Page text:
unforeseen decline in the natural abundance of species, in which case Rapid Response Actions
(i.e., mitigation, described further below) can be implemented in a timely fashion. The Action
Agencies and NOAA Fisheries have developed an interim Severe Decline Trigger, which is
tripped if the running four-year mean of natural-origin adult abundance falls to very low levels
(< 10% likelihood of occurrence based on historical data). The agencies anticipate that this
interim Severe Decline Trigger will be modified during 2010 to incorporate a metric indicative
of trend.

Early Warning Triggers: The purpose of the Early Warning Trigger is to detect factors
indicating that a Severe Decline in natural adult abundance levels is likely to be reached within
one to two years. If the Early Warning Trigger is reached, the response will be closer scrutiny of
available scientific information, consideration of and preparation for Rapid Response Actions,
and direct implementation of appropriate Rapid Response Actions if the early warning is of
sufficient magnitude. The initial trigger is tripped if the running four-year mean of adult
abundance falls to low levels (< 20% likelihood of occurrence). The Action Agencies and
NOAA Fisheries commit to developing additional Early Warning Triggers in 2010.

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2. “On-the-shelf” Contingency Procedures & Actions

Rapid Response Actions: Identification of potential “Rapid Response Actions” to be


implemented immediately (within less than 12 months) in the event that the Severe Decline
trigger is tripped. Rapid Response Actions will be targeted to the ESU/MPG/population at issue.

Long-Term Contingency Plans: Providing a menu of potential Long-term Contingency Actions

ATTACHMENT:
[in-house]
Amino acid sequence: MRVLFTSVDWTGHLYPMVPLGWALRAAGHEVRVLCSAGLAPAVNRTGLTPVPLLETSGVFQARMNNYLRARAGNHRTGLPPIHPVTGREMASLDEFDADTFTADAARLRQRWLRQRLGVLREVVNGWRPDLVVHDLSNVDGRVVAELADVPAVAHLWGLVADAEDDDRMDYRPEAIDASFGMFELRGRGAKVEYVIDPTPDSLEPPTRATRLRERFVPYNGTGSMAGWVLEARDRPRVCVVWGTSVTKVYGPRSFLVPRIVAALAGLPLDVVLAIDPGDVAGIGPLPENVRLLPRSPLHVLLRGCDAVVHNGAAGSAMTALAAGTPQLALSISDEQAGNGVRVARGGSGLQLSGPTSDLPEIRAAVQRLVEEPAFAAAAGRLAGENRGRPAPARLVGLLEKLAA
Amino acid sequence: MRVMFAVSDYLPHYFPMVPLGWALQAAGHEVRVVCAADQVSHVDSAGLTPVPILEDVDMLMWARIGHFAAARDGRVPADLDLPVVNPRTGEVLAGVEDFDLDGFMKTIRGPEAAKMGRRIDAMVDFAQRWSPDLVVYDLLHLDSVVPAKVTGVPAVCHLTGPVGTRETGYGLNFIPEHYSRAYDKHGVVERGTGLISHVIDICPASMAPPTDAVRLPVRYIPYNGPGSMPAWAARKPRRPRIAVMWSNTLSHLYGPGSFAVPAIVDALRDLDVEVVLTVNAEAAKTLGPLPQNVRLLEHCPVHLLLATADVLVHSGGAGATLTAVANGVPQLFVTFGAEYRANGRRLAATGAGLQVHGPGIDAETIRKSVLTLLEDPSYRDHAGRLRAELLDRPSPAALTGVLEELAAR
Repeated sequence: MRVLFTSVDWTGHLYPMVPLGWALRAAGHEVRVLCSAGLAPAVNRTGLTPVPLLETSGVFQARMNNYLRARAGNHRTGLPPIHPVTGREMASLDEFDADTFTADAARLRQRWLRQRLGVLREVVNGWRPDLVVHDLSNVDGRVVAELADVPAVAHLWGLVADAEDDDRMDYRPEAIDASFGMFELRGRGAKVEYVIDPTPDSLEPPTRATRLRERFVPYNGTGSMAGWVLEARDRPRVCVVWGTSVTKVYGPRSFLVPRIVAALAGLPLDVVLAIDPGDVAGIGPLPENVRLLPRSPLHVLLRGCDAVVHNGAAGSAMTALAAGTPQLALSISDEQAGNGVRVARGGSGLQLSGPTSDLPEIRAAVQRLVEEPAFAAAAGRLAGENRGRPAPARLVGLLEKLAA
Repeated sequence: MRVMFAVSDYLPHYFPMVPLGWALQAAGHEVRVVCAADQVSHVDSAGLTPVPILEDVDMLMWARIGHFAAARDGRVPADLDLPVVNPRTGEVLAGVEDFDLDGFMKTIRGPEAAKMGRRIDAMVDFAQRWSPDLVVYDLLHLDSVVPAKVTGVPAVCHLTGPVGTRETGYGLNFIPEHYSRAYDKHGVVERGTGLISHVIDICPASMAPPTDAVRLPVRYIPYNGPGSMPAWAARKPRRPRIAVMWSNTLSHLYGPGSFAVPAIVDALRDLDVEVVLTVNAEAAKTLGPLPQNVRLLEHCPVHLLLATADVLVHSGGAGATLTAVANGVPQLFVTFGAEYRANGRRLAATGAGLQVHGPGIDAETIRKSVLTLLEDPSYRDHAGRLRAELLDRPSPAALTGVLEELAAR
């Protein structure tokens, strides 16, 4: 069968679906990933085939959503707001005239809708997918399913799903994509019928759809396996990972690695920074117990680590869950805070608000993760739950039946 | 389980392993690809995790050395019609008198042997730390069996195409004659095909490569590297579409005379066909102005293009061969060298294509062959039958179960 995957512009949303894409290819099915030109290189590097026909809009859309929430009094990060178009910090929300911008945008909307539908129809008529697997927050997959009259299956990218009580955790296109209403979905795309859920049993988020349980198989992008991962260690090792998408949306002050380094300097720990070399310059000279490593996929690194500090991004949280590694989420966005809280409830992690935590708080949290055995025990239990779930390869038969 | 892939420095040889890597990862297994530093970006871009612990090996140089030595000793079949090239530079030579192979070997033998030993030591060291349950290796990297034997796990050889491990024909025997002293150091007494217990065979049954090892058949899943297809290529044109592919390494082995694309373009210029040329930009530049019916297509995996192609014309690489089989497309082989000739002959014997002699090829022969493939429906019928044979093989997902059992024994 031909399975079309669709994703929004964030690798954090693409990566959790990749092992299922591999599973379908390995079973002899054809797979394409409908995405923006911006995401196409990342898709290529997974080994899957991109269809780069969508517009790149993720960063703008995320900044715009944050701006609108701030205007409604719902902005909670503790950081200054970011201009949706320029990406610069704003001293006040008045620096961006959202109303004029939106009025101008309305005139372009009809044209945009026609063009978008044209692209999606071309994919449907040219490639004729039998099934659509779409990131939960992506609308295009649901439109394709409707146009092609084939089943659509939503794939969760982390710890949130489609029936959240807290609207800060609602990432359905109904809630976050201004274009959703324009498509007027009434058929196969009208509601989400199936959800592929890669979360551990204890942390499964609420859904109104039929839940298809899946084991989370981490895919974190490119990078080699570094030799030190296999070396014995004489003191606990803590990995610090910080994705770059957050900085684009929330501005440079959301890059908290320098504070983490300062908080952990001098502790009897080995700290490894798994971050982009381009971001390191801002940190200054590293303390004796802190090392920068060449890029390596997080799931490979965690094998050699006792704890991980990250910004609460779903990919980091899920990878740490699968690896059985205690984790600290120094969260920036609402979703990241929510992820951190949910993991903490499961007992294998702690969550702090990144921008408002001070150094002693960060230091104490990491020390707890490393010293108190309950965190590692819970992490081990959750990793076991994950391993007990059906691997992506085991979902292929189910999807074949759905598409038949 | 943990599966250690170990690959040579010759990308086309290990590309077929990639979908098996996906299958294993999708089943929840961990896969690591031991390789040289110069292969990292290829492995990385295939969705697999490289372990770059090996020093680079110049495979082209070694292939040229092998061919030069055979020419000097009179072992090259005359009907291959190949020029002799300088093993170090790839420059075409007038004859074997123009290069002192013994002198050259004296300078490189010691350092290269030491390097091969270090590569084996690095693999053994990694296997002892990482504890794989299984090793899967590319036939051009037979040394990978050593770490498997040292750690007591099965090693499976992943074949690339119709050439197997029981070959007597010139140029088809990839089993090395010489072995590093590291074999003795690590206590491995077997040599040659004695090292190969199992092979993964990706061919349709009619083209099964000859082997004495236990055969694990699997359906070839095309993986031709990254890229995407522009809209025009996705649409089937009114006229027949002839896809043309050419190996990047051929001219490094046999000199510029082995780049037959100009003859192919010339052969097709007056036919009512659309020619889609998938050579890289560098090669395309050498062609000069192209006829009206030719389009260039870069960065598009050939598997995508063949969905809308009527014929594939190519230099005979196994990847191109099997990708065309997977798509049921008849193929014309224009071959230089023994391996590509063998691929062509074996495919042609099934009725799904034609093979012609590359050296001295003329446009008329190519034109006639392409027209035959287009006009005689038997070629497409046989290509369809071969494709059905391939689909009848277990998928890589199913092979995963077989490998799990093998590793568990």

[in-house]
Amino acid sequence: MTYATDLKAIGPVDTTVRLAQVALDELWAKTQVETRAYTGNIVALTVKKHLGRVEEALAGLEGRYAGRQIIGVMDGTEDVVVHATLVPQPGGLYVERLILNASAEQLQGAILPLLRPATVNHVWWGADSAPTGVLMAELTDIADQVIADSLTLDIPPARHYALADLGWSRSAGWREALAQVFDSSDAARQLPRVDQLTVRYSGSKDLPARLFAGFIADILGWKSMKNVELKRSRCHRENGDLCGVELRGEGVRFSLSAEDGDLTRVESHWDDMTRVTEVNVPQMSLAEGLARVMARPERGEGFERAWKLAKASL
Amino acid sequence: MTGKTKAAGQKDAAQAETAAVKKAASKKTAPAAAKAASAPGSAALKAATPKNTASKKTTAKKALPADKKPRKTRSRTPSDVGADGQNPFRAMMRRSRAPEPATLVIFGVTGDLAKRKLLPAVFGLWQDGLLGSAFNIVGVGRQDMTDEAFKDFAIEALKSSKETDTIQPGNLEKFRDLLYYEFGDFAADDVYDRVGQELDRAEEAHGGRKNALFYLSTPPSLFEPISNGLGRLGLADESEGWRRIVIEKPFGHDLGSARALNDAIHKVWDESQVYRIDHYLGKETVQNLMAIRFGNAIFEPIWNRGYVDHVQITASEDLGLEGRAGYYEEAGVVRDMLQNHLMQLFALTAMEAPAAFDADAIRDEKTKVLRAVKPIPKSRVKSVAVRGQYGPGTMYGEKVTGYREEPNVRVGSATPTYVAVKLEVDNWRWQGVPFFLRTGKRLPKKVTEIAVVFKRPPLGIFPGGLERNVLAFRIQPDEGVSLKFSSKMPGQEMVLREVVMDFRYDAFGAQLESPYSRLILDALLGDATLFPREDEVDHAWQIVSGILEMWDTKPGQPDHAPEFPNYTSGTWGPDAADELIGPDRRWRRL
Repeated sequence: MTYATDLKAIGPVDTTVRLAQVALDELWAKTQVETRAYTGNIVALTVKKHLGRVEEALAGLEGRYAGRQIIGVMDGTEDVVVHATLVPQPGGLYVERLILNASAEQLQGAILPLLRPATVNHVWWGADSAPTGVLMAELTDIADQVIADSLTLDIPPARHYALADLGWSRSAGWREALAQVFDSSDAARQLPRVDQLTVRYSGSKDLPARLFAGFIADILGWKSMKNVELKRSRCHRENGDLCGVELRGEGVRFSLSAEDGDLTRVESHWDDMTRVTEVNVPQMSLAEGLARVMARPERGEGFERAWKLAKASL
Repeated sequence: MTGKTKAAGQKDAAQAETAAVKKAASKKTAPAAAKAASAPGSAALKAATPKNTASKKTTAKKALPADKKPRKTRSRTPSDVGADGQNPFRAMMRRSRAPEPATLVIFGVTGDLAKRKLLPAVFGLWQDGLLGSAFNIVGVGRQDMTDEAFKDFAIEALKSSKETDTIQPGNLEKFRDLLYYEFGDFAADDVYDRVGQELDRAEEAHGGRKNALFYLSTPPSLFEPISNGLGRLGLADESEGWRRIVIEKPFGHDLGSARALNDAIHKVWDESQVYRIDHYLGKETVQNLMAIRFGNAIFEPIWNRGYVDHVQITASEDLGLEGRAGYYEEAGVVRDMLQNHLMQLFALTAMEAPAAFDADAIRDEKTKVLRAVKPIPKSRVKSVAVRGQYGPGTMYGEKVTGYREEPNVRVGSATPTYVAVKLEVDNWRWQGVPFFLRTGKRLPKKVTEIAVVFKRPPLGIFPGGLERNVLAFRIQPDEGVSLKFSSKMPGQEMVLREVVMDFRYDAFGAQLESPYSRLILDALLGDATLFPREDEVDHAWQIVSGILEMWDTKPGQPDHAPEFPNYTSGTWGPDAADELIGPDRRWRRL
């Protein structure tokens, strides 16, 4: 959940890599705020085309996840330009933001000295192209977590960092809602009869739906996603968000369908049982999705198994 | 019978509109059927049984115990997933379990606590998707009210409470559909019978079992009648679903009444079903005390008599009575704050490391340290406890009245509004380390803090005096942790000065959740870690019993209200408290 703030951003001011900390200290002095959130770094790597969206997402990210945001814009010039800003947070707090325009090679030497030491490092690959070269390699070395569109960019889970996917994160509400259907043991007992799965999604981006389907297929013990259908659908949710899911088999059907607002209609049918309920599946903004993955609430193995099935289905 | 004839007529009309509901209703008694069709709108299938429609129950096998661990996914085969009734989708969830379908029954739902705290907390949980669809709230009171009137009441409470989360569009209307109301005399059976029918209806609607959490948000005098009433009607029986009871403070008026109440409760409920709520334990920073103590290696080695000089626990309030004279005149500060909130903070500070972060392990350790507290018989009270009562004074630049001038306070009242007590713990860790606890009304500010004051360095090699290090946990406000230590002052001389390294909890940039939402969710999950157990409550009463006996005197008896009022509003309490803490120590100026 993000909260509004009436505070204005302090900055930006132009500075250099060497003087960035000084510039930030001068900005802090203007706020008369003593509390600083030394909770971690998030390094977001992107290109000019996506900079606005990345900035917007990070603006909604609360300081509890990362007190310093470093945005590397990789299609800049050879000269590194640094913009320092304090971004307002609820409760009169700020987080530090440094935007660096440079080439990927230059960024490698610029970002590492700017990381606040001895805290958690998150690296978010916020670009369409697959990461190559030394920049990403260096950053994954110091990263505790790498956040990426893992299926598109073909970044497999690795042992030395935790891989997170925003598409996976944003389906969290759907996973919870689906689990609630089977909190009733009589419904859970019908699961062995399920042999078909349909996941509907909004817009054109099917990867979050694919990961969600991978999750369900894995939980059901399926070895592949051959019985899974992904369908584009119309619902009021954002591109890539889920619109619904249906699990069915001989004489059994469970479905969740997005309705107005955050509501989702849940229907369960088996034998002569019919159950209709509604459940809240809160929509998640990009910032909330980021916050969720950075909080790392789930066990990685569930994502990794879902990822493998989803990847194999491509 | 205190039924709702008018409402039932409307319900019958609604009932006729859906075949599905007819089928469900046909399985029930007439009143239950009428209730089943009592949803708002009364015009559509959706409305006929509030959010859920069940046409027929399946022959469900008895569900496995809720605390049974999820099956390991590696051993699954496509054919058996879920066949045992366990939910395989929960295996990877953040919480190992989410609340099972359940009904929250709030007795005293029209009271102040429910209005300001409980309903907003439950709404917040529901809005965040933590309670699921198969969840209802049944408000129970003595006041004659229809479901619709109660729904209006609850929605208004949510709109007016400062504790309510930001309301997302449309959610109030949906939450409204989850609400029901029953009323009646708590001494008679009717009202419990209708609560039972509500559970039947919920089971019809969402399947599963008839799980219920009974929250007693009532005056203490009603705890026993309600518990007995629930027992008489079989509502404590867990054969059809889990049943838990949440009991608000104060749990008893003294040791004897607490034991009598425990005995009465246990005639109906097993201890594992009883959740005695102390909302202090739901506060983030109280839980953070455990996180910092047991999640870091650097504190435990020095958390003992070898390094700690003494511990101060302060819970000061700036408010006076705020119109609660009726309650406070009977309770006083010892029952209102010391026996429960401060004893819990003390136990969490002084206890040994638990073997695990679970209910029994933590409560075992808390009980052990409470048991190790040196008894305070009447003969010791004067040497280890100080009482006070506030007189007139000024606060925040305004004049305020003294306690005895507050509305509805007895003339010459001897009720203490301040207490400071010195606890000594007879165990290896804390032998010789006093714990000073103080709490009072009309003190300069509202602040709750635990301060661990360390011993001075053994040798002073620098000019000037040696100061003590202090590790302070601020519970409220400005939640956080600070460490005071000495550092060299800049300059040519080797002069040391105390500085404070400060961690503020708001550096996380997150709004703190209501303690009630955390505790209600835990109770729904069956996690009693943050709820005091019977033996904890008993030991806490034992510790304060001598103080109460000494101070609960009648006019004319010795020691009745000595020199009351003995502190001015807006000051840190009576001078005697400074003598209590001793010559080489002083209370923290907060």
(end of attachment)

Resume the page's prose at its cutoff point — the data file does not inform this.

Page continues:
for which a study plan and implementation milestones will be developed by 2012. “Long-Term
Contingency” Actions are items that would take more than 12 months to implement. The
appropriate Long-Term Contingency Actions would be implemented to address the targeted
ESU/DPS – at issue in the event that Rapid Response Actions prove insufficient.

3. Enhanced RM&E

Expanded life cycle model:


Adult Status and Trend Monitoring
Juvenile Status and Trend Monitoring
Habitat Status and Trend
IMWs
Climate Change Monitoring and Evaluation

4. Acceleration of RPA Mitigation Actions:

Estuary MOA
Reintroduction
Predator Control

5. Regional Participation, Independent Science Review, & Regional Collaboration:

All of these AMIP activities will be discussed and vetted with the sovereign states and tribes
through the RIOG. Instances in which there is disagreement among sovereigns on specific
biologically significant scientific issues can be submitted for independent scientific review.
The addition of the Early Warning and Severe Decline triggers will ensure precautionary
implementation of the BiOp and increase its responsiveness to emerging climate change
information. This will ensure that there is a rapid response by the federal agencies collectively,
in collaboration with regional sovereigns and, when appropriate, independent science review, in
the event of a precipitous fish decline and/or extreme habitat disturbance affecting interior
Columbia Basin fish. The Action Agencies and/or NOAA Fisheries will implement the
appropriate Rapid Response and Long-term Contingency Actions to address the targeted ESU in
question.,.

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C. Relationship to the RPA Actions

As noted above, adaptive management is a key element of the 2008 FCRPS BiOp and its RPA.
For each component of the AMIP, the applicable RPA action is identified and the adaptive
management application is described. The provisions of this AMIP inform the measures of the
2008 RPA with greater detail and specificity, but the agencies intend the AMIP to be consistent
with the objectives and requirements of the RPA. In the event of any conflict between an
explicit RPA measure and this AMIP, the RPA measure is intended to control unless and until
NOAA Fisheries and the Action Agencies expressly provide otherwise.

A graphic representation of how the AMIP expansions and implementation details in the AMIP
integrate into parts of the existing 2008 adaptive management provisions and process is shown in
Figure 1 (Refined Adaptive Management Implementation Provisions). Elements in blue
represent 2008 RPA actions. Elements in yellow represent implementation details, especially in
the area of contingencies.

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II. Adaptive Management: Contingency Plans In Case of Severe Fish


Declines

Through this AMIP, the Action Agencies and NOAA Fisheries specify the development and
implementation of actions, research, and contingencies for Columbia Basin species within the
2008 FCRPS RPA adaptive management provisions. Figure 2 (Adaptive Management Plan and
Contingency Process) illustrates the process and logic path that the federal agencies will use if